The Community Service Society just published an alarming report detailing hospitals’ widespread failure to comply with a charity care law that went into effect in 2007. The law addressed the need for financial assistance to reduce the hospital bills of low-income New Yorkers who are uninsured or underinsured. According to The New York Times:
“The entire system is corrupted, and it isn’t working for patients,” said Elisabeth R. Benjamin, vice president of health initiatives at the Community Service Society of New York, a nonprofit antipoverty group, which is releasing the two-year study on Monday.
With the growing shortage of affordable housing—for both renters and homeowners—there has never been a more important time to understand your rights and how current housing laws apply to you. There is not enough space to address all the pertinent facts, rights, and obligations so this newsletter covers the issues which come up most often in my District Office. You should be aware, however, that there are exceptions to many of the regulations and programs outlined here.
Many of my constituents have chosen to hire full time nannies or other domestic workers for their families. Some people are unaware, however, that when they hire domestic workers, they become employers, subject to the same rules and regulations of the Federal and New York State governments as any other employer and business. These regulations can be incredibly complex and are difficult to navigate even for a professional accountant.
We are a less than a week away from the 10 year anniversary of the attacks of September 11, 2001, and just over a week past Hurricane Irene. Each had a very different and complex cause; both left us with the immediate need to rebuild our communities. Both also highlight the importance of interdependence as a fundamental strength of our democratic society. In other words, none of us “do it all by ourselves;” we survive through our inter-relationships and our dependence on institutions. When the basic safety and infrastructure of local communities is damaged, we must rely on others to help us rebuild. It really does “take a village.”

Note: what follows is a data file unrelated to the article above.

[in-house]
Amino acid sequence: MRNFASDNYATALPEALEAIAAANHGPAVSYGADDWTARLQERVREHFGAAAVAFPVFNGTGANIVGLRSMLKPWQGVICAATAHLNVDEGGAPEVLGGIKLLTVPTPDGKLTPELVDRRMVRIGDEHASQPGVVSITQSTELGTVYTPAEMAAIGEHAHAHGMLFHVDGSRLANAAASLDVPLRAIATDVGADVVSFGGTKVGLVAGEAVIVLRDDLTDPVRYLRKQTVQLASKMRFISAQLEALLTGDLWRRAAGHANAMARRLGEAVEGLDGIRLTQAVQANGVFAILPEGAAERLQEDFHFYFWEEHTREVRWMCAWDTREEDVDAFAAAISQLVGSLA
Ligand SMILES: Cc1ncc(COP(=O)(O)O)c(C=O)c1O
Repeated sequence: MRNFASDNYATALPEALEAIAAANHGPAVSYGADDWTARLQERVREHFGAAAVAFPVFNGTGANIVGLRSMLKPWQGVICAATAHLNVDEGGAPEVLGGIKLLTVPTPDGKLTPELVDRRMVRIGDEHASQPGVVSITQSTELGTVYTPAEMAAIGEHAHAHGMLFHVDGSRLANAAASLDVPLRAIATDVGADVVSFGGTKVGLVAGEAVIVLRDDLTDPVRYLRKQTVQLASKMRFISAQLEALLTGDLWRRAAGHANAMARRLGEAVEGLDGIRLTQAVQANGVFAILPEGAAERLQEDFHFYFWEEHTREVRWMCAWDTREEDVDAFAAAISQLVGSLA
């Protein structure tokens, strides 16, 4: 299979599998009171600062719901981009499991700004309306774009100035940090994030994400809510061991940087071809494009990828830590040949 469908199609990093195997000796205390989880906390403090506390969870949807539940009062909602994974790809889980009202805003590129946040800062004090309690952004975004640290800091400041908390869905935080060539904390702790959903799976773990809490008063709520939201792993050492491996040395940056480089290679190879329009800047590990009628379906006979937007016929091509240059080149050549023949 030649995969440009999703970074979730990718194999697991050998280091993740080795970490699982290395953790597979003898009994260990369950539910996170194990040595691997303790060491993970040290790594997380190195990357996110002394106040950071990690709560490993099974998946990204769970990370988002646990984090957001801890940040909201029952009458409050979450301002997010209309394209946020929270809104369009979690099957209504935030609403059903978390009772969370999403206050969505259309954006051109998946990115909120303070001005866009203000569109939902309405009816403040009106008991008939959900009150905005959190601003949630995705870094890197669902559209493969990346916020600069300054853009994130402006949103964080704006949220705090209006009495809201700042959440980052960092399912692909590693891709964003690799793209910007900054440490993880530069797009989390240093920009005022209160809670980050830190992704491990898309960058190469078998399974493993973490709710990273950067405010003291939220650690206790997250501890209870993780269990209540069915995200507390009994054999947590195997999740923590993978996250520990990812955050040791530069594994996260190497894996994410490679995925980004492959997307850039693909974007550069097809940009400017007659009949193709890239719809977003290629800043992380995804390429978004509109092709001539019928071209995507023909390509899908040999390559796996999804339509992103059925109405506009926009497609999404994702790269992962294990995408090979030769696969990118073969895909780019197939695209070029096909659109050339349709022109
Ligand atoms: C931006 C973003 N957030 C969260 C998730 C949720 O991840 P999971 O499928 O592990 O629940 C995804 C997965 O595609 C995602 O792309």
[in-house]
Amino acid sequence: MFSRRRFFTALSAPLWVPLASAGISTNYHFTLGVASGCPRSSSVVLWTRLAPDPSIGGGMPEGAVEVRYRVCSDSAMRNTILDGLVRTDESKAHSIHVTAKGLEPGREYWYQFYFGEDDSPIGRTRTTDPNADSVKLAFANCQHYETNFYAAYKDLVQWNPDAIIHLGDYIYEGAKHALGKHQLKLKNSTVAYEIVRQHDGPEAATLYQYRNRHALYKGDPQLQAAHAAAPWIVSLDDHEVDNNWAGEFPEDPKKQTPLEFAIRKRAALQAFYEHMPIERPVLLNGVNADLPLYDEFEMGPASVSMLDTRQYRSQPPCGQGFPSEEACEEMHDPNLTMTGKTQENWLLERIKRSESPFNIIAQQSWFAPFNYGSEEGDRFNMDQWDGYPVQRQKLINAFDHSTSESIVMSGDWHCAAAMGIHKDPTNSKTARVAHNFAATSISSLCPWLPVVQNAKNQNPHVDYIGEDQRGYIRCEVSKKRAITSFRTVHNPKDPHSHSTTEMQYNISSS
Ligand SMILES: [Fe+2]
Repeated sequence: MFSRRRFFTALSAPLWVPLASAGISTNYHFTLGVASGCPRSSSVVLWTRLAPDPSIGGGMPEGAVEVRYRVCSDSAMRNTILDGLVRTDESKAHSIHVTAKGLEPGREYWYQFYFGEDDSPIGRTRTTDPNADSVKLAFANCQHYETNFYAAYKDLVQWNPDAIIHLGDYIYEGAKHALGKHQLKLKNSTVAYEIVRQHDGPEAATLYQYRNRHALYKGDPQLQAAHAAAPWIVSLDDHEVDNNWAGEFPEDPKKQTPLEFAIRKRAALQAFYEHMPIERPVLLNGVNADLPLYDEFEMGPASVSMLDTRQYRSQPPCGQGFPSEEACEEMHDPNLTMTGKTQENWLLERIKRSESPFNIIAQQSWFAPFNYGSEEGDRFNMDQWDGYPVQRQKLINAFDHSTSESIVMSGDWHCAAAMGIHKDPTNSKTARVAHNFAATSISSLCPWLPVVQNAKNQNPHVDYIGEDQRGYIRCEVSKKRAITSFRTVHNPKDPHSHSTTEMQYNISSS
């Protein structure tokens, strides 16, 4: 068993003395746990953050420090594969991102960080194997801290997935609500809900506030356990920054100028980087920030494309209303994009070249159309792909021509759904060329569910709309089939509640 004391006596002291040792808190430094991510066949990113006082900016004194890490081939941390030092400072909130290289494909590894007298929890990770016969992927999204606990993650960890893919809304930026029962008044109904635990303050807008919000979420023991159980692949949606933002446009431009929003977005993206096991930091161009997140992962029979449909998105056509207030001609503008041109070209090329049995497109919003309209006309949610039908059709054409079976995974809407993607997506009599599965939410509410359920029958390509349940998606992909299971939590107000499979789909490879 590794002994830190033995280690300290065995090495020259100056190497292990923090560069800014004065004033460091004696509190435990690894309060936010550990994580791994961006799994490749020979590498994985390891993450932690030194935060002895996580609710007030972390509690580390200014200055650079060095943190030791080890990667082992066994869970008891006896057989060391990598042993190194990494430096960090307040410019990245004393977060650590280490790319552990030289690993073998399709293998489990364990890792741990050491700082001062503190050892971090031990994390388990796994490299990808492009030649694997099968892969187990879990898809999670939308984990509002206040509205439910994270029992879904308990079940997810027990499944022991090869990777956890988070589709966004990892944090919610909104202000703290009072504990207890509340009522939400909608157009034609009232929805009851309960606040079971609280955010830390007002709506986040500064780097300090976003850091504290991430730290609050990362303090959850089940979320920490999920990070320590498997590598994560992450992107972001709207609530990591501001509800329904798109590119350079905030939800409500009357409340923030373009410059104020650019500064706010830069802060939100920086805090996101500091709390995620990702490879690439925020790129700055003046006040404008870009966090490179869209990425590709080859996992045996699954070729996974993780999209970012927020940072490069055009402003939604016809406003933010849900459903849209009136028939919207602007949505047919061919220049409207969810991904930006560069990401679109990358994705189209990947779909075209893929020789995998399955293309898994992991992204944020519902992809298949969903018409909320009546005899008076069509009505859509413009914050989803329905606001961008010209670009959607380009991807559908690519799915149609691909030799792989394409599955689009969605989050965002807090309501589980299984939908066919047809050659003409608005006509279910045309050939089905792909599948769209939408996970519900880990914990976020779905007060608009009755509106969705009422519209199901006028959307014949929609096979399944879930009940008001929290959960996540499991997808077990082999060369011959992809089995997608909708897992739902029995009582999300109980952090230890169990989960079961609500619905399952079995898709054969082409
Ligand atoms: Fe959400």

Once again our leaders in Washington are fighting over cuts to the deficit, while our economy teeters on the brink of a "double dip" recession. At the federal, state, and local levels, the focus is on cutting programs rather than increasing revenues. But what many of these leaders have chosen to ignore is the fact that this strategy will have radical macro and micro economic and political consequences for decades to come.
Every year, starting around Thanksgiving going through New Year’s Day, many of us re-visit the age old questions of thinking about how things have gone during the last year. Have we accomplished our personal goals? Where are we compared to a year ago? What are we thankful for? What will be our resolutions for the New Year? And what is our shared responsibility for improving our community and the lives of others?
A Note About Arizona: We were all shocked and saddened by the violent rampage targeted against a Congresswoman, her staff and other bystanders earlier this month. Much that is right and wrong has already been written about who, beyond the deranged gunman, bears any level of responsibility for this tragedy. The one thing that really weighs on my mind is: why does it remain so easy for the wrong people to get guns and munitions in this country? What if the same man in the same situation only had the use of his fists?
Living Wills and the appointment of a person who can function as your health care proxy are important decisions we all should make related to how we wish to be treated as our life ends. These decisions are not just considerations for the frail and elderly, but choices to be made when we are alert and willing to evaluate our views on end- of- life care. Discussions with close family and friends is a good way to have opinions known, but will have greater relevance if they are also supported by a living will and a health care proxy.